And he has Seattle to thank. Other teams have won championships during MLS’s existence in Seattle, but the Sounders have been impressive for their consistency in a salary-capped league, making the playoffs every year and reaching the MLS Cup final. four times. Add a supporters’ shield and four US Open Cup crowns, and it’s clear that trophies are an expectation rather than a goal.

This kind of success requires planning which, if done well, breeds depth to accompany the talent. It was on Wednesday. Vargas and Rowe skillfully filled in and provided a foundation for Seattle to reassert itself.

“It’s always hard to lose [two] starters, especially Joao and Nouhou, who make the difference,” midfielder Cristian Roldan said. “But the reality is that our front office has done a great job this offseason creating depth. It’s good to have a good team on paper, but you also have to show that you’re a good team on the pitch. So these guys stepped in. It was the mentality of the next man. A 16-year veteran and a 10-year veteran replacing those two guys is something you can’t replicate in this league.”

Granted, bad breaks are easily blunted when you have a ruthless finisher like Ruidiaz. His first tally just before half-time had an element of luck about it, deflecting Diogo and past a blocked Alfredo Talavera in the Pumas goal. His second in the 80th minute concluded a magnificent team goal involving Jordan Morris and Lodeiro. Lodeiro’s clincher, cleaning up after Morris’ effort was hit by Talavera’s post, put some shine on the scoreline.

“Raul is a killer, in a good way, not a bad way,” Schmetzer said. “And, you know how in the NFL they have franchise players? Isn’t that what they have? You can call Nico the franchise player.”

Seattle’s defense also came out on top. Sandwiched around Ruidiaz’s goals, a period of sustained pressure from the Pumas forced Seattle goalkeeper Stefan Frei into a sprawling save. But then sought-after offseason signing Albert Rusnak provided some composure on the ball and kicked off the streak that led to Ruidiaz’s second count. Suddenly, the Sounders were going all the way down to the CCL title.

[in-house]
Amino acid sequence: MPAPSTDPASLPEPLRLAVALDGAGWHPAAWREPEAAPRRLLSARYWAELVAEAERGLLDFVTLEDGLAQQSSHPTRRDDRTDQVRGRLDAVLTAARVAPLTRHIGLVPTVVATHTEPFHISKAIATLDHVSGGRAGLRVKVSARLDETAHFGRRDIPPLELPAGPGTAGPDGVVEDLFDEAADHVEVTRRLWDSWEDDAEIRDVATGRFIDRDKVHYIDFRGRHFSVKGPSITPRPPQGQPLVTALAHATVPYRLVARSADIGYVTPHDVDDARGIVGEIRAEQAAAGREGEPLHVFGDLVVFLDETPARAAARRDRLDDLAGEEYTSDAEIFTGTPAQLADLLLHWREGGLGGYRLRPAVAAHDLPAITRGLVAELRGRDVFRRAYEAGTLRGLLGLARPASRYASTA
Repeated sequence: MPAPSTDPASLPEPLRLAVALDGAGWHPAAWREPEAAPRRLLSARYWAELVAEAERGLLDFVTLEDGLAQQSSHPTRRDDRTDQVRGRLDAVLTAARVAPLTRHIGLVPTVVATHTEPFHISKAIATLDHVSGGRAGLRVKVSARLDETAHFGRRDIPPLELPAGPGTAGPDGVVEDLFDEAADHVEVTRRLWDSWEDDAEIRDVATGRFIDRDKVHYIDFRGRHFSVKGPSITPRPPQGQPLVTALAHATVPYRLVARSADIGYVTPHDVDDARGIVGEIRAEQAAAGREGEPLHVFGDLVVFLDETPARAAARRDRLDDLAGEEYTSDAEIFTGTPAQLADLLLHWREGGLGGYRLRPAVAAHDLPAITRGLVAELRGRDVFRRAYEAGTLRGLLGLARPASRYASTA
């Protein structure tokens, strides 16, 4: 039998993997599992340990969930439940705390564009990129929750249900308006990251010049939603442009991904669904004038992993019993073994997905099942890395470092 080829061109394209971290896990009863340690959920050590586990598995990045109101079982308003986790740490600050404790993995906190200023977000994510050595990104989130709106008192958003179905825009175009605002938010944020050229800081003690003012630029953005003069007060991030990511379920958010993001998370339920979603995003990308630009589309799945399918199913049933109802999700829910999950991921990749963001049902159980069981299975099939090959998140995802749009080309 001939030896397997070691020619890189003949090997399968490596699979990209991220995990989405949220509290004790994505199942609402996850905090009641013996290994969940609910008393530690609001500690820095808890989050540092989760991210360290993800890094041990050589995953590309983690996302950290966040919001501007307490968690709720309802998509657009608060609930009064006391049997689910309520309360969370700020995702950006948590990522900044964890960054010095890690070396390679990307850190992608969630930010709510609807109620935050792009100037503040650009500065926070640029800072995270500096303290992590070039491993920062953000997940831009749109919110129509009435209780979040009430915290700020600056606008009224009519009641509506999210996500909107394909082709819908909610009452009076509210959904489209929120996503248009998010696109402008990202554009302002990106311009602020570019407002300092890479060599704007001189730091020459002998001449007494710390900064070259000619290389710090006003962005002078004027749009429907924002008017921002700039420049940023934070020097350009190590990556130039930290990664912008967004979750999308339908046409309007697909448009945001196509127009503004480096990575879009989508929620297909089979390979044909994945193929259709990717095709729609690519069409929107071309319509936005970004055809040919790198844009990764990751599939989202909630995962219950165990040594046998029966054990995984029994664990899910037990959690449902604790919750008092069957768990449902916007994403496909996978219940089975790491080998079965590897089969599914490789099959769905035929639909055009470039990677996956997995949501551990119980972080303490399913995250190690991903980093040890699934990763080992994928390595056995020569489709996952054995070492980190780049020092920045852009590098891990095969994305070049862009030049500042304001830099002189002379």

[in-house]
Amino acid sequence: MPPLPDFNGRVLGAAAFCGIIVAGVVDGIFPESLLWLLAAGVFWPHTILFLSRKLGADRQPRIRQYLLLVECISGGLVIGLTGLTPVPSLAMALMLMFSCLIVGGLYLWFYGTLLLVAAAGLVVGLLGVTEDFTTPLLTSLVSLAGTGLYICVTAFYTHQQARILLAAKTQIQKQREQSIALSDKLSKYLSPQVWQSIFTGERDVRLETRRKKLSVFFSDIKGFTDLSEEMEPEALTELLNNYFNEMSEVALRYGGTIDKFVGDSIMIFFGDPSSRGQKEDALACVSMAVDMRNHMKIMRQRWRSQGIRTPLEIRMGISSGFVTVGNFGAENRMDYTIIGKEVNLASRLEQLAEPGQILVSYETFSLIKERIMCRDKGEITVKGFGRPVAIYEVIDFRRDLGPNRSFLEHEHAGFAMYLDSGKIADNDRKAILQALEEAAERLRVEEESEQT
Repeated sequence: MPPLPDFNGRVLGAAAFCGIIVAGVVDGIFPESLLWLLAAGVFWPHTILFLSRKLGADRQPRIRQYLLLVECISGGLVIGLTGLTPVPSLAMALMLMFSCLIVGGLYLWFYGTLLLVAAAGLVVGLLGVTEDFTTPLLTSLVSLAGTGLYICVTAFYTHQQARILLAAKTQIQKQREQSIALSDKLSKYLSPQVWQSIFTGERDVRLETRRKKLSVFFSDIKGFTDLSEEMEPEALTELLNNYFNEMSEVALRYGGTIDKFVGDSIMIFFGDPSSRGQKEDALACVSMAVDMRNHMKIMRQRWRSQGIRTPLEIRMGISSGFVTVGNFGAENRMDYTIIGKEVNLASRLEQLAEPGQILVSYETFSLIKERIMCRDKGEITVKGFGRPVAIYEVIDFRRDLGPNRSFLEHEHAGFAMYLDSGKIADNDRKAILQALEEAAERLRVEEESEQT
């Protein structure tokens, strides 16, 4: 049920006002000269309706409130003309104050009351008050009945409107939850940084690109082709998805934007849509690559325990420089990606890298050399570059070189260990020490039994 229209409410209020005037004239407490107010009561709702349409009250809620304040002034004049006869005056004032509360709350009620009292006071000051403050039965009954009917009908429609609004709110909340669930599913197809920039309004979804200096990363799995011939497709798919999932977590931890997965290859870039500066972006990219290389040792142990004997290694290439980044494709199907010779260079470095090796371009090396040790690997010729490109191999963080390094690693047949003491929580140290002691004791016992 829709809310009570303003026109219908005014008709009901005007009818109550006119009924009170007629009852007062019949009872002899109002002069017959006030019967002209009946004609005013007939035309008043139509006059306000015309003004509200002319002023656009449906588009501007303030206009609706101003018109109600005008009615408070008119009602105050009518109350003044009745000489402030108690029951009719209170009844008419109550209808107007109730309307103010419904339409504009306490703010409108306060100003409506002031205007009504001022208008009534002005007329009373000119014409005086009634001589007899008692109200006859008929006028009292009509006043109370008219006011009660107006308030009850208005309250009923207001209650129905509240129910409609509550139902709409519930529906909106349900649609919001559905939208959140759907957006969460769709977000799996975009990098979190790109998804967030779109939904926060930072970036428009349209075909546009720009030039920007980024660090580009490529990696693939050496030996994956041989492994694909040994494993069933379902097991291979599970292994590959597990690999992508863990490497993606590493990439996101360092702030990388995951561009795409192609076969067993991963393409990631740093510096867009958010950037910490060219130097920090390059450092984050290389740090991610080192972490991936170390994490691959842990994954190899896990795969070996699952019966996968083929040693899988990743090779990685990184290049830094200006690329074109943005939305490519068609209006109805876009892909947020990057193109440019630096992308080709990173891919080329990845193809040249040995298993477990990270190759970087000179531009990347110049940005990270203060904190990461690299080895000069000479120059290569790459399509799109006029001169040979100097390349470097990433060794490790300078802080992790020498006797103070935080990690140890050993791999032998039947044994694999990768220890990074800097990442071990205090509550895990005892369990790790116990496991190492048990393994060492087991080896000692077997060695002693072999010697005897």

The celebrations that followed had their moments of contrast. Schmetzer did what he could to deflect praise from everyone in the organization. Even at the time of his greatest triumph, he was reluctant to be carried away by historical significance. “Give me six months,” he said. It is suspected that once he has had a glass of wine with his wife Kristine the magnitude of the victory will begin to be felt, but for now he is “living in the moment”.

“It was a team effort to push this over the line, I can’t underestimate that,” he added. “It’s a tough tournament to win. And yeah, we got it done and they’re all happy in there. We’re going to move on. We have a game against Dallas this weekend.”

Sounders GM and President of Soccer Garth Lagerwey didn’t hold back and didn’t shy away from reveling in the victory. For him, it was about redemption. Lagerwey had taken a similar path in the CCL when he was general manager of Real Salt Lake in 2011, only to have that team fall woefully short. The Holy Grail of the CCL is finally in his possession. “It’s a long time coming,” he said. “Personally, I didn’t know if I was going to come back one day. [to the final]. It’s 11 years old. To do it with the Sounders and to do it that way and to do it with those fans is really special.”

Lagerwey is of the opinion that Seattle is also not unique in terms of MLS teams prevalent in the CCL. He talked about teams like New York City FC and LAFC pushing the league level higher.

“We are the tip of the spear,” he said. “But there’s a whole vanguard behind us. And with a league on the rise, the League Cup competition is getting so exciting now because it’s really competitive. You have the best generation of American players coming into playing in the World Cup. It’s so exciting to be a part of American football.”

It is also a history.

Rodney N.

The author Rodney N.